Author Studies

This was my first experience teaching with Author Studies, and I am hooked! There is so much opportunity for rich discussion of texts, not to mention it’s like hanging out with your favorite authors for a week or so!

We covered four authors during our month of Author Studies: Mo Willems, Seymour Simon, Donald Crews and Amy Krouse Rosenthal.


Mo Willems was an obvious choice, as our students adore Knufflebunny and Don’t Let the Pigeon Drive the Bus. I took a trip to the library to grab some of his lesser-known works and set up a text set in our library. We read one book by the author per day and compared and contrasted his characters and his illustrations.

ImageGood point, Mateo! Mo Willems actually shows students how to draw his famous pigeon in this .pdf – perfect for a whole-class shared drawing activity. His website has lots of great resources for kids and teachers! Our students explored the use of speech bubbles in their writing center. The week culminated in a “buddy read” with our 2nd grade friends (who just happen to adore Willem’s Elephant and Piggie early chapter books!) Check out these adorable hats that my teaching partner thought up! We made them using construction paper and sentence strips. It made everything so festive!

ImageIn an effort to weave some nonfiction into our unit, I chose Seymour Simon as our next author. His detailed photographs and broad topics made selecting books for the text set a snap. However, I can’t say that his books are especially primed for a read-aloud (read: loooong), especially running on a five year old attention span. 🙂 Gail Gibbons was also highly recommended, but I was pulled to Seymour Simon because of his real-life illustrations. In the end, I would recommend Simon for upper-grade author studies and stick with Gibbons for primary.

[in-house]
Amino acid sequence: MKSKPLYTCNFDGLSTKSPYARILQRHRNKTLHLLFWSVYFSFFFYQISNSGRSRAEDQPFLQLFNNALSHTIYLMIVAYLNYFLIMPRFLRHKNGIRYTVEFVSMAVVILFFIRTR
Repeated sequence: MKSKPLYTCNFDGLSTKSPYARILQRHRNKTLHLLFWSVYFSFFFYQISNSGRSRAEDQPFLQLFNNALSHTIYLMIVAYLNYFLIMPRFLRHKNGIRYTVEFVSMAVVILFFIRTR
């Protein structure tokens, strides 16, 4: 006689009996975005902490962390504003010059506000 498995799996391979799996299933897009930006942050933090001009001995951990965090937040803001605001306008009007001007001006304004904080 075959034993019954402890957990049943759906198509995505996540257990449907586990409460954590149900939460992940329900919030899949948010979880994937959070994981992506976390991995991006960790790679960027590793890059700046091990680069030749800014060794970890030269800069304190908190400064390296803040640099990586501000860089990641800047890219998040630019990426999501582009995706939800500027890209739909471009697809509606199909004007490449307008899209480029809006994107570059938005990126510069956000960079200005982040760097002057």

The transition from Mo Willems to Seymour Simon did open up the perfect opportunity for discussing Author’s Purpose a bit (this doesn’t happen a bunch in kinder)…



Donald Crews was also a fantastic choice for a primary author study. We had read his text Shortcut during our Personal Narrative writing unit, so the students were familiar with his style. This week we zoned in on what made Crews’ books unique and tried using similar features in our own writing.


Our last Author Study came about in an unexpected way. A student in my partner’s class brought in several books from a family friend, including some original author’s manuscripts. I was delighted to discover that it was none other than, Amy Krouse Rosenthal, whose book Little Pea I had fallen in love with during my time teaching preschool. Apparently, she had brought them over to test-read to the children to see if they laughed when she expected. Amazing! I could go on and on about her illustrations, her witty little stories, ect. Let’s just say it was fate.


Her stories lend themselves perfectly to a character comparison chart:


At the end of the week, we took a vote and created a graph of which family we would like to move in with: Little Pea’s family, where they serve sweets for dinner; Little Oink’s family, where they keep things messy; or Little Hoot’s family, where you stay up late. I was surprised to see that the Hoot’s got the most votes. Good thing summer vacation is just around the corner. 🙂

What experiences have you had with Author Studies?


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